New England drove 29 yards to its own 49-yard line, setting up a desperation heave into the end zone by Brady. The pass was knocked down by safety Kenny Phillips as Gronkowski (one of the Patriots’ best receivers, limited by badly sprained ankle) dove in vain for the ball after it was deflected.

“That ball seemed like it was in the end zone for four years,” Tuck said.

But, once it hit the ground, it was just like nearly half a decade earlier for the upstart Giants, who in addition to ending the Patriots’ NFL-record 20-game regular season home winning streak with a Week 9 win in New England, again took down the top-seeded Patriots with a Super Bowl title on the line.

The catches by Tyree and Manningham were only one of several parallels between the Giants’ last two Super Bowl-winning seasons.

In 2007, the Giants were 10-6 and a five seed; this year, they were 9-7 and seeded fourth; this year, New York ended New England’s ten-game winning streak – still long, if not the 18-game streak the Giants stopped in Super Bowl XLII.

Prior to winning it all four years ago, an inconsistent Giants team gained confidence from a 38-35 home loss to the Patriots in the final week of the regular season; this year, it was a 38-35 home loss to again, the league’s best team (then-undefeated Green Bay, in Week 13).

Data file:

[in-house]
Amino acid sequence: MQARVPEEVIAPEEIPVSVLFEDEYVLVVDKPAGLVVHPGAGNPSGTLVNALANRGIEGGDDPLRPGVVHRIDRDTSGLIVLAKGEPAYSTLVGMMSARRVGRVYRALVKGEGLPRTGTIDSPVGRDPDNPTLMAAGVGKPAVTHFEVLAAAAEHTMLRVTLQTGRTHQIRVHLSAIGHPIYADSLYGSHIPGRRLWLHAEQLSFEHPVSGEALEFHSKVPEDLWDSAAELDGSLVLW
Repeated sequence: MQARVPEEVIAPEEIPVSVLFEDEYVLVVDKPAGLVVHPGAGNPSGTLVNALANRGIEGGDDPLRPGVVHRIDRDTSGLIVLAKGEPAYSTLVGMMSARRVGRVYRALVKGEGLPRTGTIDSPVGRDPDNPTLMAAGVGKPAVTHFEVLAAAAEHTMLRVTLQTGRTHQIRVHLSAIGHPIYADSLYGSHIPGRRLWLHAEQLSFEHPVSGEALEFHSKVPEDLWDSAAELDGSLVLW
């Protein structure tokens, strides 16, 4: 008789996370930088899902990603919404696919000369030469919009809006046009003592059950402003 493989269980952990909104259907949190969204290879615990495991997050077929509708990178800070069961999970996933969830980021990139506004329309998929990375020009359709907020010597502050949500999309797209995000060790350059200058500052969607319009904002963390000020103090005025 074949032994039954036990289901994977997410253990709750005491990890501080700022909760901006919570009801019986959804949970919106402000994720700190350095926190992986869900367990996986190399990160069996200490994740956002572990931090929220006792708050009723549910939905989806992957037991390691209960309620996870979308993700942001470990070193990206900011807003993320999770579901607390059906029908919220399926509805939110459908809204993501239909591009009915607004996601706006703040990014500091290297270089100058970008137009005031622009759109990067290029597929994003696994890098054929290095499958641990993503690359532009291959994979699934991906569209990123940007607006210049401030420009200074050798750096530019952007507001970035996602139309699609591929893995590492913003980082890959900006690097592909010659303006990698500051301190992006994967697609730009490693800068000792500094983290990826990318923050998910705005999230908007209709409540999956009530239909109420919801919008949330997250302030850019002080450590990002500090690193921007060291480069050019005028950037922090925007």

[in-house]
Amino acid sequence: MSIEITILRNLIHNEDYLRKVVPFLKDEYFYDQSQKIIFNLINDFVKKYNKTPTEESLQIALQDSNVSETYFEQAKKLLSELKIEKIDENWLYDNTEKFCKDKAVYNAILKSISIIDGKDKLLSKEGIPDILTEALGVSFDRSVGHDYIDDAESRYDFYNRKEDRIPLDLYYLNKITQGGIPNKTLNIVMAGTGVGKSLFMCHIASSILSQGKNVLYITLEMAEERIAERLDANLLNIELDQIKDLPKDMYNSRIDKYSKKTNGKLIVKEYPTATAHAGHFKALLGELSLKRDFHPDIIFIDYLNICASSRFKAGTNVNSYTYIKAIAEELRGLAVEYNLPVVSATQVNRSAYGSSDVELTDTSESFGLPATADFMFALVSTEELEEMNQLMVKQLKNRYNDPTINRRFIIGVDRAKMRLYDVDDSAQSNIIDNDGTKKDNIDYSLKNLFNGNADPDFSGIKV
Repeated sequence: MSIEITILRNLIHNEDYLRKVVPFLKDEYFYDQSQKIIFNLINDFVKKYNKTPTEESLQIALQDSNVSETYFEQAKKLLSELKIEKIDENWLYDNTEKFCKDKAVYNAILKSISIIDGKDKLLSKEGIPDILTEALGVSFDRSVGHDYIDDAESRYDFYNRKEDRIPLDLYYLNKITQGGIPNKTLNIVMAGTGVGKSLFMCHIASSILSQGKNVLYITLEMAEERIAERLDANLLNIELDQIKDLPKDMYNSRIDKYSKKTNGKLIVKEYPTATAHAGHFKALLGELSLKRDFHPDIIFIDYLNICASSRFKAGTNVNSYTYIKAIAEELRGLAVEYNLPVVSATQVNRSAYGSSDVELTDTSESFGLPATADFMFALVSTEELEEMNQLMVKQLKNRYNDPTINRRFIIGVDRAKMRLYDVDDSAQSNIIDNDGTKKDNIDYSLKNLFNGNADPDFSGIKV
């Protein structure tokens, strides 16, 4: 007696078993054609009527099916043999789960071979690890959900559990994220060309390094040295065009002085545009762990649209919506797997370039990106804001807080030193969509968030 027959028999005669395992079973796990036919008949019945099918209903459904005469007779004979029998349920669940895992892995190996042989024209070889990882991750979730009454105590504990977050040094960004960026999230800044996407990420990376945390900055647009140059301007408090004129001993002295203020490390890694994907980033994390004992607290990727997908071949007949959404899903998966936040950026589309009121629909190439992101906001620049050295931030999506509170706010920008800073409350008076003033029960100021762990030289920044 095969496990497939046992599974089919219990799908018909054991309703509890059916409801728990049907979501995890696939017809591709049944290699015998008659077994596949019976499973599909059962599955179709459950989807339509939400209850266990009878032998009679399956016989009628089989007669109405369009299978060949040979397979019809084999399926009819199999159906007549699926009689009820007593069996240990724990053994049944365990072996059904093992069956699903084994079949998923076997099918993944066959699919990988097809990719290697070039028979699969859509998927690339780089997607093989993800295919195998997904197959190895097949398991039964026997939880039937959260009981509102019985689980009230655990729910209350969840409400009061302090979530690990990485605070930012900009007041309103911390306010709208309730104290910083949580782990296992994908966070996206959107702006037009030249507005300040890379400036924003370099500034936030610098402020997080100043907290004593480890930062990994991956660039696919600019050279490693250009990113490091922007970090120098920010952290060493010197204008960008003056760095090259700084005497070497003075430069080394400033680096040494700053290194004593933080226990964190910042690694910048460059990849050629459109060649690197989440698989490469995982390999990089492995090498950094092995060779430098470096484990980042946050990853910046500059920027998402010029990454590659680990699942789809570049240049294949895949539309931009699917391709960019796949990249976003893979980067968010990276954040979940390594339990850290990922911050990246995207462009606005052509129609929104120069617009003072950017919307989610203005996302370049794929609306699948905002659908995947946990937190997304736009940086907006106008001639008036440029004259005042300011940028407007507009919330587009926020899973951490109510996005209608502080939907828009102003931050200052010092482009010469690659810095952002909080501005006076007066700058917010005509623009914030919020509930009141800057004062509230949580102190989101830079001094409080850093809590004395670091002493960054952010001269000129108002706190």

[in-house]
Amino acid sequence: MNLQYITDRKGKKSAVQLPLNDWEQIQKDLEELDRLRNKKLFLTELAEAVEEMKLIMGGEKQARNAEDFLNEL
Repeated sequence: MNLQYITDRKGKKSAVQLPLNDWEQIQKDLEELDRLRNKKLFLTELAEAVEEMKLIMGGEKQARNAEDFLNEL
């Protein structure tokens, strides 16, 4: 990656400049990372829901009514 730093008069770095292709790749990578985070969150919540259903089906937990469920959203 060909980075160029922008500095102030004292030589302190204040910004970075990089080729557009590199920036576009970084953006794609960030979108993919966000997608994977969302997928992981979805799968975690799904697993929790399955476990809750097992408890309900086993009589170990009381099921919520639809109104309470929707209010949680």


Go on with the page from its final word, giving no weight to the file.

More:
New York won in Green Bay in the 2007 NFC title game to reach the Super Bowl; this season, the Giants had a huge upset in Green Bay in the divisional round.

Tynes also kicked New York into the Super Bowl with an NFC title game, overtime field goal in both seasons.

And, of course there was Manning leading the way in the final minutes, with the Giants each time, scoring within the final minute to rally from behind and upset the Patriots to capture a Super Bowl title.

Keeping Brady off of the field was a big factor this time around, as the Giants controlled the ball for 37:05 to the Patriots’ 22:55.

Much of that was in the first half, yet it didn’t show on the scoreboard.

Coughlin warned his team at halftime, “We’re better than the way we played in the first half… if we’re not hungrier than them, and willing to demonstrate a greater purpose, then we’re not going to be there at the end.”

And, of course, they were.

Thanks to their quarterback and their defense, mostly.

Or, as Tuck said, “I don’t think could have written a better script. It’s just a fitting that it comes down to a drive by Eli and a final closeout by our defense.”

Regardless of their rather mediocre regular season record, the Giants pulled together enough to win what every other team in the league, even those who had the best regular season records – like the Patriots –coveted.

“They trusted in one another and believed in one another, and the rest is history,” said Coughlin.

For the Giants, it was history repeating itself in the most satisfying of ways.

About the Author

Jon Wagner

Jon has been a credentialed writer with New York Sports Day since 2009, primarily covering the New York Knicks and Hofstra men's basketball. He has also occasionally covered other college basketball and New York's pro teams including the Mets, Giants, Jets, Islanders, Rangers and Cosmos (including their three most recent championship seasons).Jon is former Yahoo Sports contributor who previously covered various sports for the Queens Ledger. He's a proud alum of Hofstra University and the Connecticut School of Broadcasting (which he attended on a full scholarship).He remains convinced to this day that John Starks would have won the Knicks a championship in 1994 had Hakeem Olajuwon not blocked Starks' shot in Game 6 of the 1994 NBA Finals.